I'm not sure how the stats are collected but I suspect they might be based on the data collected in the red books. If this is the case then the question asked is "Feeding - any breastmilk?" which is then answered as Yes or No which means that mixed feeding is already included in the stats.

If the data isn't taken from the red books then quite possibly breastfeeding is under reported and maybe a new way of reporting should be investigated.

Zipitydooda Sat 20-Aug-11 20:35:11

Thanks Dueling, it just seemed to me that he figures reported are specifically EXCLUSIVE breastfeeding rather than any amount of breastfeeding. Therefore I, and many other people who introduce any amount of formula but still BF would contribute to this huge drop in BF figures when we are, in fact, still BF.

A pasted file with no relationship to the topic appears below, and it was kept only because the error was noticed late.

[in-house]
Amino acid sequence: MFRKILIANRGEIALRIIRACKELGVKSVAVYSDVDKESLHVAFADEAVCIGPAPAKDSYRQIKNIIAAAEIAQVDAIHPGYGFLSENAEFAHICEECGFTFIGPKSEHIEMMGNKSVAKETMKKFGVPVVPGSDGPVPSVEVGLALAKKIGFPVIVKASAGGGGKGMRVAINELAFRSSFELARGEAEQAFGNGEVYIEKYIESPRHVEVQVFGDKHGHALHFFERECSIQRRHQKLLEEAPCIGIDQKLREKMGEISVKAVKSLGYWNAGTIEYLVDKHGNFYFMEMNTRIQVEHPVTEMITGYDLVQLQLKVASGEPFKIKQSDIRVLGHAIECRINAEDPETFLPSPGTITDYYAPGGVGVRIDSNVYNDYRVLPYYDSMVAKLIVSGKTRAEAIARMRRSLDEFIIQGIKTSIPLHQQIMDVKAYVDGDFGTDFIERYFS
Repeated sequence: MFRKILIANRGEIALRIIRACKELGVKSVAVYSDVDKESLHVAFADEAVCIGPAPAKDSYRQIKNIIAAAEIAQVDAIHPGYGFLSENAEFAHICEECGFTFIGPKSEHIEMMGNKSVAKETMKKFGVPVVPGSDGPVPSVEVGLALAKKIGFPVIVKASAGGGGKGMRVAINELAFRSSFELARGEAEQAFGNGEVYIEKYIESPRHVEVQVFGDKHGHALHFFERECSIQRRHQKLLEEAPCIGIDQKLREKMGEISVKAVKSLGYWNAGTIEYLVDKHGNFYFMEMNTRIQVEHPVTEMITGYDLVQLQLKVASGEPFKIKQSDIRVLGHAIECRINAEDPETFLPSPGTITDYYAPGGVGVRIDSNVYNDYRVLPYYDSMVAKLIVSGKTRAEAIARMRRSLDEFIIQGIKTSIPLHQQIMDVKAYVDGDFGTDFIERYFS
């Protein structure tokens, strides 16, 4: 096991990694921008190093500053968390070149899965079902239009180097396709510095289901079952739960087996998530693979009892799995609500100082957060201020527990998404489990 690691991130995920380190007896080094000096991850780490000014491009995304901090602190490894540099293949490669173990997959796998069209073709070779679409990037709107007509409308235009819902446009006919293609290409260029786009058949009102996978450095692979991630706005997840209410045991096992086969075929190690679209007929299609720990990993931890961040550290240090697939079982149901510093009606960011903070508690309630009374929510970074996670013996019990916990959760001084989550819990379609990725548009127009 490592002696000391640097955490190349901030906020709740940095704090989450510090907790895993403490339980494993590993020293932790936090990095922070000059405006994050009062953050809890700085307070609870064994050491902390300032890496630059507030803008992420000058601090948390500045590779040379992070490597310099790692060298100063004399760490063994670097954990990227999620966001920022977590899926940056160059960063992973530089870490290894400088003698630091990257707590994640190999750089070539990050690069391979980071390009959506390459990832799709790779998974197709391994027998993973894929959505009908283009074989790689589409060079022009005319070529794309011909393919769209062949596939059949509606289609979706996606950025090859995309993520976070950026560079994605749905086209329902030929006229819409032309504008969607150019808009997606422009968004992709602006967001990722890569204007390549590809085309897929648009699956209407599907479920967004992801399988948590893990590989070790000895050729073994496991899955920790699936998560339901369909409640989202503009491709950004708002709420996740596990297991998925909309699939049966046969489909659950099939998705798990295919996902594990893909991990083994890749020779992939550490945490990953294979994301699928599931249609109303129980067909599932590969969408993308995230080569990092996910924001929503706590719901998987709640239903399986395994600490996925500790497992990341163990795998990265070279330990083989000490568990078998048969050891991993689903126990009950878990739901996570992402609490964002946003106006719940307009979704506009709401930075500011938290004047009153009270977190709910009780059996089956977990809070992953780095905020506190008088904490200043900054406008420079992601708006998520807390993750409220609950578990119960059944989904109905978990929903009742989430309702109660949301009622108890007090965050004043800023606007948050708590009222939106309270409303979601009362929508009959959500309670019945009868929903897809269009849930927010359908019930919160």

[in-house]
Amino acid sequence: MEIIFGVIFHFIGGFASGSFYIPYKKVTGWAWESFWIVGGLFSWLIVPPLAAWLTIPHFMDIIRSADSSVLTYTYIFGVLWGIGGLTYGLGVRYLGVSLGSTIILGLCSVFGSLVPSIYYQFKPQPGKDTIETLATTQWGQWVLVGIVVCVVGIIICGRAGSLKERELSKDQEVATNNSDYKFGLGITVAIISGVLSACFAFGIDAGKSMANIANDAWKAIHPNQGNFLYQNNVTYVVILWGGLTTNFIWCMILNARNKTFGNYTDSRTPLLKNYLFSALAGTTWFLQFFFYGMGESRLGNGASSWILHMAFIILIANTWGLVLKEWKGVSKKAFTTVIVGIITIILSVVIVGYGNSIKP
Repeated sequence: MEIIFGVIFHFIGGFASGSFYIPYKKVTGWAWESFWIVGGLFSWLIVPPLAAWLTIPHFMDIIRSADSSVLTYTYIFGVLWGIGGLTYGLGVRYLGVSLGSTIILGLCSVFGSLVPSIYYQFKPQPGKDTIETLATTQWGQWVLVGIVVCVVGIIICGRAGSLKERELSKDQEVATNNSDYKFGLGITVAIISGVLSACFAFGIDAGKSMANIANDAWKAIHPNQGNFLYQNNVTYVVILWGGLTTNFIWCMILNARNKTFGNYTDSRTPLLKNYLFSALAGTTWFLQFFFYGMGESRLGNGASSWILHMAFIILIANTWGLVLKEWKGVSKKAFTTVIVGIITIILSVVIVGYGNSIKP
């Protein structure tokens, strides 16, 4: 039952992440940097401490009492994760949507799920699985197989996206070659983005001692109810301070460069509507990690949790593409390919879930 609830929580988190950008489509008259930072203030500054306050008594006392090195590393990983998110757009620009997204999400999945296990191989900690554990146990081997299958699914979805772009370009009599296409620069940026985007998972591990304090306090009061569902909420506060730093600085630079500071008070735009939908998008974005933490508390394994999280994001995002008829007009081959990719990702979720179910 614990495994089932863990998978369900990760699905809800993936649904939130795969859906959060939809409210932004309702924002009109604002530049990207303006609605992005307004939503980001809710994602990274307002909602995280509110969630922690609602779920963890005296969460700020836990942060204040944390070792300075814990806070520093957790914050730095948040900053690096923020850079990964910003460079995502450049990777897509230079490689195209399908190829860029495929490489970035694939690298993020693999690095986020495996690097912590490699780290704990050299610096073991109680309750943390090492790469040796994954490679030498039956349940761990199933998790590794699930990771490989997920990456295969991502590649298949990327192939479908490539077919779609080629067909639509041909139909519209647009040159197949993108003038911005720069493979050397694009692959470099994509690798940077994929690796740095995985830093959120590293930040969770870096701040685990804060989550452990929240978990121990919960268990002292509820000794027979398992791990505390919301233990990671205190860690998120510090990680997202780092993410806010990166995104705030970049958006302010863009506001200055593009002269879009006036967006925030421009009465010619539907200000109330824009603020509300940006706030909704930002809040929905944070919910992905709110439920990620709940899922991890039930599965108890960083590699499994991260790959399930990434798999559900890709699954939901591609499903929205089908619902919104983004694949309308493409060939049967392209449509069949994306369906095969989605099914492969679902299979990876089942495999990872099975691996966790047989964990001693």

mousesma Sat 20-Aug-11 20:50:48

Just checked on the DH website and the UK government only provides statistical releases on the following 2 measures: breastfeeding initiation and breastfeeding prevalence at 6 to 8 weeks so none the wiser as to where the other data comes from.

Regarding the differences between EBF and mixed feeding. The main difference is the virgin gut theory that shows that even one bottle of formula changes the gut flora (possibly for the worst). I personally am of the opinion that all BF counts but there are others who feel strongly that mixed feeding is not the same as EBF.

VaginaPuddleduck Sat 20-Aug-11 20:58:54